3 Mar, 2017 Phak Seangly
An impoverished mother, who allowed a non-profit to send her four children to Italy because she couldn’t afford to take care of them, is now pleading with authorities to intervene after losing contact with the kids.
Nine years ago, Kampong Cham resident Uon Nhor, 40, said she and her husband, Met Mao, 48, left their children with the Phnom Penh-based Children and Poor Community Development Organization because their standard of living was so low. Nhor said her salary from working on a rubber plantation wasn’t high enough to provide her kids with an education.
For a year, she visited them in the orphanage and occasionally brought food, she says. But in 2009, the same year Cambodia would put a freeze on international adoptions, the children were sent to Italy for adoption.
According to Nhor, the organisation’s director promised that her children would visit her once a year, and would return home permanently at the age of 18.
The four children – Met Meng Chuo, Met Narith, Met Srey Khea and Met Rithy – were 10, 5, 4 and 2 years of age, respectively, when they were sent abroad.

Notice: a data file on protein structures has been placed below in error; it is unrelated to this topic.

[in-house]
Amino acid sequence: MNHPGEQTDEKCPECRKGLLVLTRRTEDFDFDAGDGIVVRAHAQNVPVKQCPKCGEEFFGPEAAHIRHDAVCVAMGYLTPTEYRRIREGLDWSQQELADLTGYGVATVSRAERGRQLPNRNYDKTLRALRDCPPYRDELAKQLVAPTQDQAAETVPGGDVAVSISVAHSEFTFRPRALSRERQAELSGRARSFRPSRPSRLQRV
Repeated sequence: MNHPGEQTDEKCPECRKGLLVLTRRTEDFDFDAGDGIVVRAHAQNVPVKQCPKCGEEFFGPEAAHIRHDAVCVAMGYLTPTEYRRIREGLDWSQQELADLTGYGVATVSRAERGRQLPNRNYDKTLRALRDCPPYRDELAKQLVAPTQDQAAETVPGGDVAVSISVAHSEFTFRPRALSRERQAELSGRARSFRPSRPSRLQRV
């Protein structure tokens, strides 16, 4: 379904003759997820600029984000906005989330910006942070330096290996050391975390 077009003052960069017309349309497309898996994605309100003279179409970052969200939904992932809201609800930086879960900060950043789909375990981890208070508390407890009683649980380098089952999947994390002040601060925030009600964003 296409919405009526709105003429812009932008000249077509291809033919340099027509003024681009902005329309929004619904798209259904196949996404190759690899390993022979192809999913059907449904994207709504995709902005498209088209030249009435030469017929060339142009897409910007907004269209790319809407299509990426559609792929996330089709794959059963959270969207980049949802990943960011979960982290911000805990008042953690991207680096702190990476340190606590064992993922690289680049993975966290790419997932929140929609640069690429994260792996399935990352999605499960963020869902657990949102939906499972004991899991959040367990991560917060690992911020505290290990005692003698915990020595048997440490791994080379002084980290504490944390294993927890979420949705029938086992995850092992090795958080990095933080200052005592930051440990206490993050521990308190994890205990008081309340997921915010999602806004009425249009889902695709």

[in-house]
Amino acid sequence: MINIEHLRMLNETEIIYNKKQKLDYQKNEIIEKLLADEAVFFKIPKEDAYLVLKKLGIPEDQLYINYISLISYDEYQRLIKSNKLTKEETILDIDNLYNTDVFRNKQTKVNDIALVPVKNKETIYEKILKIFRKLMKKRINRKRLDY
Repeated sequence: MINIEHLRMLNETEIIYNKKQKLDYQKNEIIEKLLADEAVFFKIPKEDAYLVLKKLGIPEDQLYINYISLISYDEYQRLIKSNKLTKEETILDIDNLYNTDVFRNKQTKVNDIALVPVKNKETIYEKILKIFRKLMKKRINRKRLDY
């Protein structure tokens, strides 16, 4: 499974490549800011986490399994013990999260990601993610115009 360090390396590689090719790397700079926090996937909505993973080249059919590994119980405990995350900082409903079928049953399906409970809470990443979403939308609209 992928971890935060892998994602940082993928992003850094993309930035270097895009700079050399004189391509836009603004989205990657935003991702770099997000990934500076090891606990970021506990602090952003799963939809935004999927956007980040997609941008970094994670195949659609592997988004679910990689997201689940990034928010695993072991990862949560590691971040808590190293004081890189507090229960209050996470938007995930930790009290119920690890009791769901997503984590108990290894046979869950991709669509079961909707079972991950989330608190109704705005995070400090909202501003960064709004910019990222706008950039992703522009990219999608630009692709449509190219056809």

“I agreed to let my kids go abroad because the centre said that when the kids reach 18 years old, they will let them come back to me. The adoptive parents have no right to stop them,” Nhor said.
For the next eight years, the only news she had of her children was through the organisation’s director, Meas Yuth. In 2010, Yuth showed her photographs of Meng Chuo and Rithy in Italy. Nhor says she believed Yuth when he said her children were alright.
But six months ago, the organisation vanished. After repeatedly trying to contact Yuth, this week, the stricken mother contacted the Ratanakkiri office of rights group Licadho to ask for help locating her children.
“I am poor. I believed other people, that’s why I sent my kids to the centre so that they could learn,” Nhor said. “I miss my kids and deeply worry about them. I do not know how they are doing.”
Nhor said that she would like to travel to Phnom Penh to find the organisation, but she cannot afford the travel costs.
Social Affairs Ministry officials Em Chanmakara and Sorn Sophal said they had not heard of the case, but suggested Nhor file a complaint with the ministry.
“If children are being hidden or abused, come and meet me; I will help,” Sophal said. “I would suggest that local officials immediately investigate this case.”